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I'm very new to DSP, and I'm unsure about finding how a signal $y[n]$ would look like. The following is given:

  1. Assume we have a finite support signal $x[n]$ which has the values $1, 2, 3$ for $n = 1, 2, 3$ and $0$ otherwise.

  2. Now we have the periodic repetition of this signal, call it $y[n] = \sum_{k=-\infty}^\infty x[n+5k]$.

To understand how the periodic signal would look like, I'd like to write down a few samples and plot them.

First, I wrote down the values of $x[n]$ like so:

n x[n]
... ...
0 0
1 1
2 2
3 3
4 0
... ...

Now for $y[n]$, I tried the same:

n y[n]
... ...
0 $\sum_{k=-\infty}^\infty x[0+5k] = 0$
1 $\sum_{k=-\infty}^\infty x[1+5k] = 1$
2 $\sum_{k=-\infty}^\infty x[2+5k] = 2$
3 $\sum_{k=-\infty}^\infty x[3+5k] = 3$
4 $\sum_{k=-\infty}^\infty x[4+5k] = 0$
5 $\sum_{k=-\infty}^\infty x[5+5k] = 0$
6 $\sum_{k=-\infty}^\infty x[6+5k] = 1$
7 $\sum_{k=-\infty}^\infty x[7+5k] = 2$
8 $\sum_{k=-\infty}^\infty x[8+5k] = 3$
9 $\sum_{k=-\infty}^\infty x[9+5k] = 0$
... ...

Would the above list of samples for $y[n]$ be correct?

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Would the above list of samples for y[n] be correct?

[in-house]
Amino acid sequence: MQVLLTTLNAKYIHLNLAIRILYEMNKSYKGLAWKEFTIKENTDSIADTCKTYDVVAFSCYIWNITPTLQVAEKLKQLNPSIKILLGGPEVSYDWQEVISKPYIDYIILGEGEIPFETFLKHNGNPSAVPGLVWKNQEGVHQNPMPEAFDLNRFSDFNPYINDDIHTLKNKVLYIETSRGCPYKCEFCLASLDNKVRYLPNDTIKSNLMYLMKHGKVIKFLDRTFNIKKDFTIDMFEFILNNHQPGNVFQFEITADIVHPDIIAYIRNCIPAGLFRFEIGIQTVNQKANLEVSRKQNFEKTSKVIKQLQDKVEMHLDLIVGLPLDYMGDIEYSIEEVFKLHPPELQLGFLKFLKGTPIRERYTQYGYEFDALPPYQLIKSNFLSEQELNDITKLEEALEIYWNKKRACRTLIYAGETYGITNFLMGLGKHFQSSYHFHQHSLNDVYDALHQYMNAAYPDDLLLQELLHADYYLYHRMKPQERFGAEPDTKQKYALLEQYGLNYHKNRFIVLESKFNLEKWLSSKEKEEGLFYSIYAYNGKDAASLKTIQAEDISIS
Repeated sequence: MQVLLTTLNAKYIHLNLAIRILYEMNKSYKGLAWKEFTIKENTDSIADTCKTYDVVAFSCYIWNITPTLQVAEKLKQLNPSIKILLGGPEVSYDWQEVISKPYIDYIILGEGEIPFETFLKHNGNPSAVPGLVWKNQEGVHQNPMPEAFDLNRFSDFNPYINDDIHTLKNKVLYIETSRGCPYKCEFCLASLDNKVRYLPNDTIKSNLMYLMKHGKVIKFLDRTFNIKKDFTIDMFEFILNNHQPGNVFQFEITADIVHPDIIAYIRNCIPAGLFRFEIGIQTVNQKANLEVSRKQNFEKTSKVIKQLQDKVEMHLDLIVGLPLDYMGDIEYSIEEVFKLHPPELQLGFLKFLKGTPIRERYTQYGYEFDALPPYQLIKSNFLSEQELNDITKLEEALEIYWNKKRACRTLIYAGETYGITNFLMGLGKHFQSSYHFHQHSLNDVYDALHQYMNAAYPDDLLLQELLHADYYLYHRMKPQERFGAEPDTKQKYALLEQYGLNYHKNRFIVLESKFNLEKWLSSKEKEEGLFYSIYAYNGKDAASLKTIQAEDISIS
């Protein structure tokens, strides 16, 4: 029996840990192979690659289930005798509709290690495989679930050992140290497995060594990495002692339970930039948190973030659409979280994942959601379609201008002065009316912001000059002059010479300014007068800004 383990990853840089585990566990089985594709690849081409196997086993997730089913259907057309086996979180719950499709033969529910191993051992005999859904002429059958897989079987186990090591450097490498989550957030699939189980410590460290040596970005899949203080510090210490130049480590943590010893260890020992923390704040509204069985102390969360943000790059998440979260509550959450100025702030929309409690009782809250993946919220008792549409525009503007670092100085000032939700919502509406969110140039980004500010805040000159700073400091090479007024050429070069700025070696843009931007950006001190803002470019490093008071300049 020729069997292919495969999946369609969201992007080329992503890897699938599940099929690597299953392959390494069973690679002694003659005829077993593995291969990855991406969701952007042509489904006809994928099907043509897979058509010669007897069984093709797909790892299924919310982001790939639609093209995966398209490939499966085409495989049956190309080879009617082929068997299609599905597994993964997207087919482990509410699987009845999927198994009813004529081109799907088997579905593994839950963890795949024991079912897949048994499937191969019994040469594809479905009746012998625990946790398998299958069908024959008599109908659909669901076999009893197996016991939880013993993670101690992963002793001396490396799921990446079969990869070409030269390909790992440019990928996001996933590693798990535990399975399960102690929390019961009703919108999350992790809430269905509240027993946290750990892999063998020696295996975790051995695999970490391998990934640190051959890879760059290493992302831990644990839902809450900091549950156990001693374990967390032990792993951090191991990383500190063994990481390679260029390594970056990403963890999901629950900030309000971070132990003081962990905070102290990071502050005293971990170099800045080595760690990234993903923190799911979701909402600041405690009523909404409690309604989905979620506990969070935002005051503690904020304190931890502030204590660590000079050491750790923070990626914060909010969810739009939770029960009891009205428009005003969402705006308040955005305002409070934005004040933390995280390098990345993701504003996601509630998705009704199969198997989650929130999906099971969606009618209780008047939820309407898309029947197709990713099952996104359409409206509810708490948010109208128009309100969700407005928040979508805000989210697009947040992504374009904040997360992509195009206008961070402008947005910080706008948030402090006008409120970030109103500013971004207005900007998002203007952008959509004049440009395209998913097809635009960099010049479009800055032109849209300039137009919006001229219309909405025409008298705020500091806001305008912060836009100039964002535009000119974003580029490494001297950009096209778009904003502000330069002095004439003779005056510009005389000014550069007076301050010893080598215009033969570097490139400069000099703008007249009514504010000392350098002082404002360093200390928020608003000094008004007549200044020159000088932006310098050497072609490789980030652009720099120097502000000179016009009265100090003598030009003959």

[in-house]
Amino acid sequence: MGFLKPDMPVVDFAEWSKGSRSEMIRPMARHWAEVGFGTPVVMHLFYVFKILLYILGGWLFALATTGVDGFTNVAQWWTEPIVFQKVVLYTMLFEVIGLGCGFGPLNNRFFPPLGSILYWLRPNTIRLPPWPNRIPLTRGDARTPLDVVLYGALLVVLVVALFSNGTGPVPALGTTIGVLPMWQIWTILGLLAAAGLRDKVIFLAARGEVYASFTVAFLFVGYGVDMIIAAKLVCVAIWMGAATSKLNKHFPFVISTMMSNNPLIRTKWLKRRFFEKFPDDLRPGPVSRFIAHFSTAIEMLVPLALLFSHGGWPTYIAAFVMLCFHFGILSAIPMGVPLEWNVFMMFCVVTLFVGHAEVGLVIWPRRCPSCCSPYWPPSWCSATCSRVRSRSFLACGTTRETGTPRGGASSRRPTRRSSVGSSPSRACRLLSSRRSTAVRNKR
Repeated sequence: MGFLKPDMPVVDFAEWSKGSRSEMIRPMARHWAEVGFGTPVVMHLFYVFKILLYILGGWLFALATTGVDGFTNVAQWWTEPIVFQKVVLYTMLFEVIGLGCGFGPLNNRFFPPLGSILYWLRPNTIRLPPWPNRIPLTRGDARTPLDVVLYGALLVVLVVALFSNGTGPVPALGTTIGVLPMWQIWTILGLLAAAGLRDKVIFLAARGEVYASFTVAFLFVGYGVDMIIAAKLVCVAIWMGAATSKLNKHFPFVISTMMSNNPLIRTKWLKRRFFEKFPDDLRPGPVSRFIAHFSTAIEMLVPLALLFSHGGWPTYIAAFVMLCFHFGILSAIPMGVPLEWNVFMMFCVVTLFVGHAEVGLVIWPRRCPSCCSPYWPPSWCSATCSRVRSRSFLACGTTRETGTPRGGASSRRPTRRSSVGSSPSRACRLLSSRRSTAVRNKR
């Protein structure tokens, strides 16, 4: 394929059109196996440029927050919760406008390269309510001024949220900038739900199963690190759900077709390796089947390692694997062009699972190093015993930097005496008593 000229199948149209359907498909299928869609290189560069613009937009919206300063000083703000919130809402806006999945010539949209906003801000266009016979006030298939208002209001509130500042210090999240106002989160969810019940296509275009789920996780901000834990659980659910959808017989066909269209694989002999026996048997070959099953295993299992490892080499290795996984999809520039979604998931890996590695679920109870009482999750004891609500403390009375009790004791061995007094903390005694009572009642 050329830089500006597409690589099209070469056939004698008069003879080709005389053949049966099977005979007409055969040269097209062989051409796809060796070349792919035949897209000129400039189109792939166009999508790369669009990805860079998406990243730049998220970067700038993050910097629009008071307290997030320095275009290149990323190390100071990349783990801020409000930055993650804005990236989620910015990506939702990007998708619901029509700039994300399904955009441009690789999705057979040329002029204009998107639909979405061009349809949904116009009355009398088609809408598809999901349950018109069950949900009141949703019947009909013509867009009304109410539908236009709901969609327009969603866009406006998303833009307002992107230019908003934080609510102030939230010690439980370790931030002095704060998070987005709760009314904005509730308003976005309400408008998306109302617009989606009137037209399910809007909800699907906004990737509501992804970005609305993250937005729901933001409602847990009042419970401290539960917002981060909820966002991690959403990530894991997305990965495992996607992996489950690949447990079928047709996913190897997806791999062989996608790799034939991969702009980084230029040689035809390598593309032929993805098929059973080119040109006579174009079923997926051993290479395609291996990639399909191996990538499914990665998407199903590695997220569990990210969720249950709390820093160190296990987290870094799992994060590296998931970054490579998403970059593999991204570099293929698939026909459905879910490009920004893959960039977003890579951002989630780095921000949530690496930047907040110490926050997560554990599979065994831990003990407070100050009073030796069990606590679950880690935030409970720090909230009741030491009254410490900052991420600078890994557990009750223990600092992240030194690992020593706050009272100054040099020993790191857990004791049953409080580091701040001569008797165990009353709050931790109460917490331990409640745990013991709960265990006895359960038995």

Yes

This is a standard way of turning a finite signal into a periodic signal. The $\sum$ means "infinite repetition" and $5k$ is the spacing between repetition. Since it's an infinite sum a spacing of $+5k$ gives the same result as a spacing of $-5k$ and you'll see both variants being used.

Since your signal is shorter than the spacing there is no overlap and you get just get repetitions of [1 2 3] with a spacing of 5.

If you want to learn a bit more, try it with $2k$ instead of $5k$ and see what you get.

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  • $\begingroup$ Thanks for validating and also the clarifications. I have a bit of a math background, but I wasn't sure if I apply this correctly. I will try to calculate energy and power of this signal, I might open a separate question for that if I get stuck. $\endgroup$
    – user58547
    Jul 31 at 7:09
  • $\begingroup$ Reading a bit more, it's relatively simple to calculate energy of $y$, which is $\infty$ and power of $y$, which is $14/5=2.8$. $\endgroup$
    – user58547
    Jul 31 at 8:08
  • $\begingroup$ sounds about right $\endgroup$
    – Hilmar
    Aug 1 at 1:23

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